The Ethical Exploration Group on the Environment

The Ethical Exploration Group on the Environment

Ethical Explorations is a discussion group that has met for many years on Sunday morning either at church or on Zoom since Covid to engage in wide-ranging discussions based on books, articles, etc. that members have read.

On March 20, a member opened the meeting by suggesting the group focus on Earth Day, which will take place on April 22, and share thoughts on that topic, as well as personal steps they are taking to impact the environment and climate change. Concern was unanimous about the severity of the issue, but discussion mainly focused on the personal and practical.

Several members talked about eliminating plastic bags and making it an established habit to take cloth bags into stores for shopping. Several wondered about what could be done to eliminate the large plastic bags used to line trash cans. Refusing to use plastic cups and plastic straws was mentioned. Not accepting styrofoam containers at restaurants for leftovers was mentioned and taking one’s own container for leftovers.

Not using big plastic bags for leaf collection was mentioned. Members talked about eliminating plastic water bottles and substituting individual water bottles that are reusable, such as metal. A member said she had been pleased when she joined Piedmont UU to see that throwaway plastic plates and utensils were not used. Paper tablecloths were not used.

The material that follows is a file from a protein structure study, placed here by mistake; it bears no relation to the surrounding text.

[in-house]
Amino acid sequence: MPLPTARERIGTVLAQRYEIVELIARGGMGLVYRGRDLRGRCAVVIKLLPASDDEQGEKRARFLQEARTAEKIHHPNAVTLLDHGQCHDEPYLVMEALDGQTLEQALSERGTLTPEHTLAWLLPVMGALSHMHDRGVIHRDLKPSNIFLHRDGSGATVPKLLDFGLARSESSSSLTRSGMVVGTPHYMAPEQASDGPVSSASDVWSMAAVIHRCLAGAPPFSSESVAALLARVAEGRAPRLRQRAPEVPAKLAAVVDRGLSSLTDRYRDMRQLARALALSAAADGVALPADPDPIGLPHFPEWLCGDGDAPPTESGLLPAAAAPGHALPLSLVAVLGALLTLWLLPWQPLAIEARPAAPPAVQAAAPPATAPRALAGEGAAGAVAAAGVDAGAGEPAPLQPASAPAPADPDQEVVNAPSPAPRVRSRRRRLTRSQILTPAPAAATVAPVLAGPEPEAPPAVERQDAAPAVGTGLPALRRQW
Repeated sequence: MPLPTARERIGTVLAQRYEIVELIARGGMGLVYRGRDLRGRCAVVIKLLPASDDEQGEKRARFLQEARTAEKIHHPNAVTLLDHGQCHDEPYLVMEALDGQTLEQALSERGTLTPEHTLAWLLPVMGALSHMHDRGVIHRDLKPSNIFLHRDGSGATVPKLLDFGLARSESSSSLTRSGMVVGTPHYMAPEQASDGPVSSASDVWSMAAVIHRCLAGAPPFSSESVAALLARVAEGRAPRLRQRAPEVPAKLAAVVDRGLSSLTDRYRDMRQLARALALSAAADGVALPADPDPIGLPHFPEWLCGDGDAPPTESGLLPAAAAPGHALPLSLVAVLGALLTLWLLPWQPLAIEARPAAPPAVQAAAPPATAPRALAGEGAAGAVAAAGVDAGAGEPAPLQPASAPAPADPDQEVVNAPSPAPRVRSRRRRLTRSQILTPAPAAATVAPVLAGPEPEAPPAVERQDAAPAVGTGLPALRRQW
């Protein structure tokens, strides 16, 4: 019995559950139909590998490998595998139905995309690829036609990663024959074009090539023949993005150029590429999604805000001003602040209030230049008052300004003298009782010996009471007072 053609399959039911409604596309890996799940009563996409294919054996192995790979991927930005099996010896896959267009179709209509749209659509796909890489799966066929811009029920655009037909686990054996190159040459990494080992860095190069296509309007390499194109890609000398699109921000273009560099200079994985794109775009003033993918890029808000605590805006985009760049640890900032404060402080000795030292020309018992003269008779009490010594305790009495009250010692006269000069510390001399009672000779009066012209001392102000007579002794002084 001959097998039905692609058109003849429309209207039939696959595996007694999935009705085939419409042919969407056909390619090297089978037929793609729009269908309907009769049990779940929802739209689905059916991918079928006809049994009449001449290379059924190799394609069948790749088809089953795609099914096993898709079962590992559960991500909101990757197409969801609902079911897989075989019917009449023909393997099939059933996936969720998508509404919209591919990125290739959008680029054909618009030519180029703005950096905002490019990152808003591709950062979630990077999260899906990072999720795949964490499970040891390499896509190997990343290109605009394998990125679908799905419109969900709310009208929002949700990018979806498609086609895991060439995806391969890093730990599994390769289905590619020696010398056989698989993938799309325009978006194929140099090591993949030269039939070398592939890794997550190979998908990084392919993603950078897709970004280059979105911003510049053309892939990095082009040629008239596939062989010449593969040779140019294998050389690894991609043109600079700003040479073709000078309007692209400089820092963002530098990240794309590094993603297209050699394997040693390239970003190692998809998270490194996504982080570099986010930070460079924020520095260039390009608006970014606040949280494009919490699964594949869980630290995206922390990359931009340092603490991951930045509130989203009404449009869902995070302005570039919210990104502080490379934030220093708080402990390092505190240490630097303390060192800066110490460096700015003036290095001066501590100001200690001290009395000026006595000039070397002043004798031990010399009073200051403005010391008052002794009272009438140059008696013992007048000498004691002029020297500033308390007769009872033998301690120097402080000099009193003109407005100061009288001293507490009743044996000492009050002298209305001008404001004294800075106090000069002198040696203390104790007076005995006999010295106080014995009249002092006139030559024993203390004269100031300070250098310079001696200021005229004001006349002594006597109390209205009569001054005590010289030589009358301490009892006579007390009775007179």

Several members talked about the Green Sanctuary movement and want to see Piedmont UU move in that direction. One member had been a member of a UU church that was a Green Sanctuary.  The new name for what was Green Sanctuary 2020 is now: UUA Green Sanctuary 2030: Mobilizing for Climate Justice – A Roadmap for Congregations to Rise to the Crisis.  Each congregation performs a self-assessment, writes a plan, and completes projects across: Environmental Justice / Climate Justice, Worship and Celebration, Religious Education, and Sustainable Living.

Members expressed dismay about the increasing amount of roadside trash. The church has had groups that signed on with the state for biannual roadside cleanups. Another member remembered that Smoky the Bear many years ago became a very popular image urging people not to cause fires by throwing cigarette butts out car windows. Something similar to Smoky would be useful for calling attention to roadside trash. Using the church sign that faces Mallard Creek Road for messages related to the environment was suggested.

Reducing the use of fertilizer and weed killer on church property and establishing more natural areas was suggested. It was mentioned that the landscape architect with whom the church garden committee contracted for a master garden plan is a very strong advocate of environmental protection, using native plants that require less water and fertilizer and more natural areas.

One member intends to replace his gasoline-powered lawn mower with a battery operated one.  One member described turning more and more of her own garden area into natural areas with trees and shrubs and turning the last small piece of lawn into a clover lawn, which does not require fertilizer or weed killer.

The use of ZOOM for church meetings has eliminated the need for much gasoline use, not to mention the time used driving back and forth. This is a practice that can be maintained after the pandemic!

Many of these are small steps but when practiced by a vast number of people would impact the climate problem.

The Ethical Explorations Group welcomes all interested members and friends to join the Sunday morning discussions. Contact George at info@puuc.org to join the mailing list and receive notice each week of the upcoming ZOOM meeting and contact number.

Anne Laukaitis